The difficult economic climate of recent years has led more businesses to use barter transactions, in which they trade their products and services for products and services from other businesses. Many business owners wrongly assume they don’t need to account for these barter transactions. But it’s required by the IRS and is essential to accurately determining the financial health of your business.
When you barter for other goods and services, you’re still investing time and resources to sell the item you’re trading. You’re simply receiving a commodity other than cash in exchange for your product or service. Not accounting for barter transactions is the same as not accounting for revenue and expenses: a sloppy no-no. This means you can’t generate accurate financial statements, which in turn means it’s impossible to determine how well your business is doing.
Recording barter transactions is pretty simple if you break them down into individual pieces. When you barter, two transactions occur: 1) you sell something and 2) you buy something. The most confusing factor can be determining the value of the transaction. IRS guidelines dictate that you must value the transaction at the fair market value of the item you are receiving. In most cases, the fair market value is already known—it’s the normal sale price of the item. The sale of your goods or services is valued at the purchase price of the goods you’re receiving. In effect, their values should be equivalent.
Of course, you have to record the receipt of the item. If the item you received is a valid business expense, you record it just as you would if you had paid cash. Instead of cash, you paid with your goods or services. If the item you received is for your personal use, you record it as if you took cash out of your business (draw, payroll advance, and so on).
How this works
Let’s look at some examples to see how it works in practice:
Let’s say you barter with your local computer guru for a portable hard drive. The fair market value for the drive is $100. The good or service you provide in exchange—say a vintage framed poster—must be valued at the same rate: $100.
Here’s another example: A designer trades some website design services for two months of free rent. Rent is normally $800 per month. The designer would record the transaction at $1,600, the value of two months rent. Because the rent is a business expense, the designer would debit “Rent Expense” for $1,600 and credit “Income” for $1,600.
What else ya got?
What if you want to barter one of your goods or services, but none of your business buddies have something you want or need? The answer lies with something known as “barter exchanges,” which are becoming common these days. When you trade through a barter exchange, you trade for “points” through a third-party organization. You accumulate points by selling your goods and services to other members of the organization and apply those points when you find something you want to buy.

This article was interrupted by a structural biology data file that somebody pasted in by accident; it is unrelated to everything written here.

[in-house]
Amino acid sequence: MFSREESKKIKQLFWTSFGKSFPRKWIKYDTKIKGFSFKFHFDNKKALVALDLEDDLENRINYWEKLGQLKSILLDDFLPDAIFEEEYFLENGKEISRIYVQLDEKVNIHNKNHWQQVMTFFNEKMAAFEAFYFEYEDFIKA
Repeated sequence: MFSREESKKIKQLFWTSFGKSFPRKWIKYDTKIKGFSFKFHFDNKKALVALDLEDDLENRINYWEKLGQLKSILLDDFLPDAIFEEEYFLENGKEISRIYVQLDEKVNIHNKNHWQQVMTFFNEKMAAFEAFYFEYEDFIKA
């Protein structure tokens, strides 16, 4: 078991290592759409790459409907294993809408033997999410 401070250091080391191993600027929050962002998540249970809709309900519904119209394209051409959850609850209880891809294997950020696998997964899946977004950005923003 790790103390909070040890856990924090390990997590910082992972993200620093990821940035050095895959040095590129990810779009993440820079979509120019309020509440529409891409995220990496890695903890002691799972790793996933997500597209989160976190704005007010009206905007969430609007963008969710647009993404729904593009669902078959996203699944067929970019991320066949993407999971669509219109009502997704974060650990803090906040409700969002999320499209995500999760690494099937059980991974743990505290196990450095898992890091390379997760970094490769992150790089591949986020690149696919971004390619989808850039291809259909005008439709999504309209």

If you trade through a barter exchange service, it’s important to understand that barter income is cash basis. When someone “buys” your services with trade credits or points, you generate reportable income. The fact that you haven’t spent your trade credit isn’t relevant. When you do spend your trade credit, you record the expense just as you would with a direct trade (as a normal business expense or personal draw).
The easiest way to account for barter exchanges is to set up a “bank” account on your books called “Barter Exchanges.” When you sell something through an exchange, make a deposit into the “Barter Exchanges” bank account, crediting “Income.” When you purchase something from the exchange, you can simply “write a check,” debiting the appropriate expense account. Using this method, you have a complete record of all transactions running through your barter account and you’ve properly recorded your income and expense. You can also make reconciling your barter account a part of your normal monthly close process.
The nitty gritty
Properly accounting for both types of bartering—direct or through an exchange—is essential to accurately representing your revenue and expenses. When recording direct barter transactions, you’re essentially recording a sale and a purchase. Instead of recording two transactions—one in which you sold something for cash and one in which you purchased something with cash—you record one transaction and skip the cash. Barter exchange transactions are similar to cash transactions; you just need a barter bank account to record them. Remember to keep a paper trail for both barter transactions and barter exchanges and note them as barters. For more information, see the IRS document “Record Keeping for Barter Transactions.”